Hello and please, help me understand the following sentences:
a) A new bridge was buit.
b) A new bridge has been buit.
In American English, both mean the same and can be used but in British English (when I do not know when the situation happened), I should have used sentence (b). Am I right?
* He has invented a new portable micro-apartment. / He invented a new portable micro-apartment.
* He found the answer to our crowded cities. / He has found the answer to our crowded cities.
Thank you so much!!!
You can say: A new bridge was built in 1130 A.D. and lasted for two hundred years. or you could say: A new bridge was built in 1130 A.D. and it is still there today.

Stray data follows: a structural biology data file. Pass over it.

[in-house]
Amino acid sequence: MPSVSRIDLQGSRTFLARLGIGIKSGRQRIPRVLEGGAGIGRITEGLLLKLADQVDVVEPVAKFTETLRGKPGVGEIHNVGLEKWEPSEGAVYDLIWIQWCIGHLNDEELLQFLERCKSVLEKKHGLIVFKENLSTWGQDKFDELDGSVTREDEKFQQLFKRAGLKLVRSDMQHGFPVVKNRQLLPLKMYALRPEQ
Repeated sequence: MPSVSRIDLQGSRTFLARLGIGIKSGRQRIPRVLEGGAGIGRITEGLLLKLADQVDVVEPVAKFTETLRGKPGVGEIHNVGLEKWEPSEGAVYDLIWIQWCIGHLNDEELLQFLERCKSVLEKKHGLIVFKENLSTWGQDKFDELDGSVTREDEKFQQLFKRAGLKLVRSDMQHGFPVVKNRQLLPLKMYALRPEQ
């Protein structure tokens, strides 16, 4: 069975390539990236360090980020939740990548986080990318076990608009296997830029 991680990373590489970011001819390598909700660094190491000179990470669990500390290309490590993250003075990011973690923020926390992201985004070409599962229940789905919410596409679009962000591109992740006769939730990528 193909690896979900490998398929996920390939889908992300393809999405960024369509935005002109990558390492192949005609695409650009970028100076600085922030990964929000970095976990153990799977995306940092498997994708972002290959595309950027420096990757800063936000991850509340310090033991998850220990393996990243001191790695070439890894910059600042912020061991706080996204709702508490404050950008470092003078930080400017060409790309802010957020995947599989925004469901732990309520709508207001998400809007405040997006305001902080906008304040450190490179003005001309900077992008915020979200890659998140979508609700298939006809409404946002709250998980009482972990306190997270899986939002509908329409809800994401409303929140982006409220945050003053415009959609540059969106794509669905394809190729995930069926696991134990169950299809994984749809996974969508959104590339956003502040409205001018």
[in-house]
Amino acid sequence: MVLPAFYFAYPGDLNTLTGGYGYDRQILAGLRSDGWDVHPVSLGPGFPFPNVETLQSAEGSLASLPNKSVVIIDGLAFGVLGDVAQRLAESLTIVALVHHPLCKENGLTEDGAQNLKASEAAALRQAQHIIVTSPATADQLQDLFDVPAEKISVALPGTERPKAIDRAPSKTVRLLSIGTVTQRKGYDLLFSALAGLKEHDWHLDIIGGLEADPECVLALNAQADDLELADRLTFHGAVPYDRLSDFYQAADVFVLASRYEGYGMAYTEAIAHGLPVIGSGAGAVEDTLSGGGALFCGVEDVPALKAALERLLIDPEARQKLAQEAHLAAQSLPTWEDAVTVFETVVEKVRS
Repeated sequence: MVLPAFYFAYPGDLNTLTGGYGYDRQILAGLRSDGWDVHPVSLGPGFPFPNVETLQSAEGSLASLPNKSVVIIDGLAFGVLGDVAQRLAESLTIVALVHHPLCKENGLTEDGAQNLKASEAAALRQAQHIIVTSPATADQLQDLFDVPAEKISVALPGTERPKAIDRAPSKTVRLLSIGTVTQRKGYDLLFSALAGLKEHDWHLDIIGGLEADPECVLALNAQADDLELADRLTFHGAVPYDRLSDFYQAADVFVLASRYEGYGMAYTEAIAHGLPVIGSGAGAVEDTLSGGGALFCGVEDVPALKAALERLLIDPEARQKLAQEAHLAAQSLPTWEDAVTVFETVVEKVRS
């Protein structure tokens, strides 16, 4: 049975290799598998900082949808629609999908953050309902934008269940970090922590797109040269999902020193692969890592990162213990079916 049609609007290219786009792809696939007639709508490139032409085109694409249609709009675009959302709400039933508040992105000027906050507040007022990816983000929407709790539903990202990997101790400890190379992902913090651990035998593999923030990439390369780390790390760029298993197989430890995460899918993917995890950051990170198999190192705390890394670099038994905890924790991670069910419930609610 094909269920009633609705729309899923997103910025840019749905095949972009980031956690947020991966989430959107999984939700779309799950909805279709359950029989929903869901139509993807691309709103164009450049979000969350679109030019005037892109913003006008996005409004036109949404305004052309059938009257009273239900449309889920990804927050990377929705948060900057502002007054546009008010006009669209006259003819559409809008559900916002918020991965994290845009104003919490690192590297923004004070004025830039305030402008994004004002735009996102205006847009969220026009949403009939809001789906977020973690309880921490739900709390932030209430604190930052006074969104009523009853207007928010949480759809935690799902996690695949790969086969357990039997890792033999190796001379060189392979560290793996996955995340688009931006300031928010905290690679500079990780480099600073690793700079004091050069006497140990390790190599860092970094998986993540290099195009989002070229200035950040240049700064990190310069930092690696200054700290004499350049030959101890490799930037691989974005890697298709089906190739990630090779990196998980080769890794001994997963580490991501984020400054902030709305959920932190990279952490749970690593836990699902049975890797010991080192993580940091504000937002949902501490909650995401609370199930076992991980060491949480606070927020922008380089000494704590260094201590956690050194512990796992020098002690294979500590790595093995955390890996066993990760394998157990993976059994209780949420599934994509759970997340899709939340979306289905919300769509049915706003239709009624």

If you say: A new bridge has been built. It must still be there today.
Therefore, if the bridge is still there, you can say it either way.
He has invented... and He invented...have no significant difference in meaning.
Note: This is true in American English. Other dialects may treat the present perfect tense differently. I believe that the present perfect always refers to an action that happened in the past and is somehow connected to the present.